You prepare radioactivley labelled ribosomal subunits and you microinject them into cells that you are culturing in the laboratory. At different times after you inject the subunits, you take a small amount of cells and analyze them by electron microscopy. You find very soon after injection, the labelled subunits are assembled into cytosolic ribosomes. As more time passes, labelled subunits can be seen in both cytosolic and ER-bound ribosomes.
You repeat the experiment except that at the same time you inject ribosomal subunits into the cells, you also inject the inhibitor of the ER translocon. Where will you find the labelled ribosomal subunits in the cell, both immediatley after the injection and some time thereafter?
You again repeat this experiment except at the same time you inject ribosomal subunits into the cells you also inject a large amount of a short peptide containing an ER import sequence. Where will you find the labelled ribosomal subunits in the cell, both immediatley after the injection and some time thereafter?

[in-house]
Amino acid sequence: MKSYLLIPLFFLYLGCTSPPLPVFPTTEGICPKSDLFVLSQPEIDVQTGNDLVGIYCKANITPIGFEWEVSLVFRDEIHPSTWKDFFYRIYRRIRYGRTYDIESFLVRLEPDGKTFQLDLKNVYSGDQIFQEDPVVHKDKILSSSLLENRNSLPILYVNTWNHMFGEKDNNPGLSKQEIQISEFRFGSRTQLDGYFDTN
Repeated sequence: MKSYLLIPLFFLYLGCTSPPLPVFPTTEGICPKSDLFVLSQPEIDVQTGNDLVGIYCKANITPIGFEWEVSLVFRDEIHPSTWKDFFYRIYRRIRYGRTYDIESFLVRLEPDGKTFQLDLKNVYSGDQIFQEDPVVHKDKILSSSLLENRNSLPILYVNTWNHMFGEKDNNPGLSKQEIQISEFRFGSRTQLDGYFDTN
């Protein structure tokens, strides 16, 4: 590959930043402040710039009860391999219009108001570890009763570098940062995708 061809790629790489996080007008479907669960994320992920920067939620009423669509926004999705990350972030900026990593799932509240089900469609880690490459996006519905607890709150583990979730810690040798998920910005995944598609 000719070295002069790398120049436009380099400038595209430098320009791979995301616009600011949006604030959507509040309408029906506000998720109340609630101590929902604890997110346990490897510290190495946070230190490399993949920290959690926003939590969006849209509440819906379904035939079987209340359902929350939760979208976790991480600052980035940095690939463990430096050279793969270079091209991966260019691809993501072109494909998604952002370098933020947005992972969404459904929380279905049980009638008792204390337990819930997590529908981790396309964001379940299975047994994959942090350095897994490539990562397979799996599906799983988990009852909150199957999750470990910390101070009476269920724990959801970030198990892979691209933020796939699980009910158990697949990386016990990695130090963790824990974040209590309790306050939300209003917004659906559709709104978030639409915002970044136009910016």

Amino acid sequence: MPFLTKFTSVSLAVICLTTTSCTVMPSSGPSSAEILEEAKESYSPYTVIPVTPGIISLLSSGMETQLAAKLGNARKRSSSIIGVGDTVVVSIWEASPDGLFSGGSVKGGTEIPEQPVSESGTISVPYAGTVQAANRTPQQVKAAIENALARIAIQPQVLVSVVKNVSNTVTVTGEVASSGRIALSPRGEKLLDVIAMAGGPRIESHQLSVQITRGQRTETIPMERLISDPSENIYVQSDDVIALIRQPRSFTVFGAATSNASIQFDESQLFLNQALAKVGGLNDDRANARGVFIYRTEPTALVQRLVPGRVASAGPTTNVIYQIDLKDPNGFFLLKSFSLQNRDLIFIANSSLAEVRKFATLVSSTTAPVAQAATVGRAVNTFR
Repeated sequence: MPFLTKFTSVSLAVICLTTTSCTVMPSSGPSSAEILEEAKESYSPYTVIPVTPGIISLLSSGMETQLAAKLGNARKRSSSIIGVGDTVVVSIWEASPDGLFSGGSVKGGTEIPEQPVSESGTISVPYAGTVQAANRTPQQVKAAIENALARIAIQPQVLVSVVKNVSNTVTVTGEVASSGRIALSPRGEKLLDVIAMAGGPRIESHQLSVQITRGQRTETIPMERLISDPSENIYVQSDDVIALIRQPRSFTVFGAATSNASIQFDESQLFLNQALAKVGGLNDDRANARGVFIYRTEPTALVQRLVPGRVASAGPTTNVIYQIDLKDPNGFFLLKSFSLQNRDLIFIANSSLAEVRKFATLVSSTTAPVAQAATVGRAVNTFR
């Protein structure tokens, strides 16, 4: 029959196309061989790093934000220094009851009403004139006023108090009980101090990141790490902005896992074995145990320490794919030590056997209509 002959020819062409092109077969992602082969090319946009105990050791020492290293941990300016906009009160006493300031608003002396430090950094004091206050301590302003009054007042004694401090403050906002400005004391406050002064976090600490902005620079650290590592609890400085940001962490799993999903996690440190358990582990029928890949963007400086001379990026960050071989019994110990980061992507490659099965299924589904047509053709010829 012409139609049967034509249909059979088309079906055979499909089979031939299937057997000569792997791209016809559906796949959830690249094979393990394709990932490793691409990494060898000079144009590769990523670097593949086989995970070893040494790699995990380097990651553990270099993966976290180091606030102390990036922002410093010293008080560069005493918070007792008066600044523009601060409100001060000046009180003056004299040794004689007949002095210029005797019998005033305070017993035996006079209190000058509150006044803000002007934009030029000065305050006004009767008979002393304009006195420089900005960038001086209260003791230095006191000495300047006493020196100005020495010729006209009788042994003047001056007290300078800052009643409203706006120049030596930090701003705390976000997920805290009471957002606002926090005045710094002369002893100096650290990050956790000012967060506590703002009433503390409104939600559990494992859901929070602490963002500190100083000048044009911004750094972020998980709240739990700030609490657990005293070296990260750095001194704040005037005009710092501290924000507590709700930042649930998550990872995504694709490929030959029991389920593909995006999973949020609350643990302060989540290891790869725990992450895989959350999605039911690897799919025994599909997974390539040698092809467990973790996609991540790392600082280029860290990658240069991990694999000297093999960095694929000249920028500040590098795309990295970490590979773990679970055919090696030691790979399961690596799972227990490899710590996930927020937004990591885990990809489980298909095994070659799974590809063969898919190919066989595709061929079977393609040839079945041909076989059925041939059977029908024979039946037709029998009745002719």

For the second question I believe immediatley you would find it in the ER and then it will then be later exported into the Golgi. Is this correct?
Ideas are expressed.
If we inhibit the ER translocon, ribosomes will not be able to bind to the ER membrane as they normally would do when called upon to synthesize proteins with various signal sequences. Therefore, if we inhibit the ER translocon complex, the ribosomes will remain in the cytosol, whether immediately after injection or some time thereafter.
If we repeat the experiment with lots of a short peptide containing an ER import sequence, we'll ...
The location of ribosomes is assessed. The experiment exceptions are determined.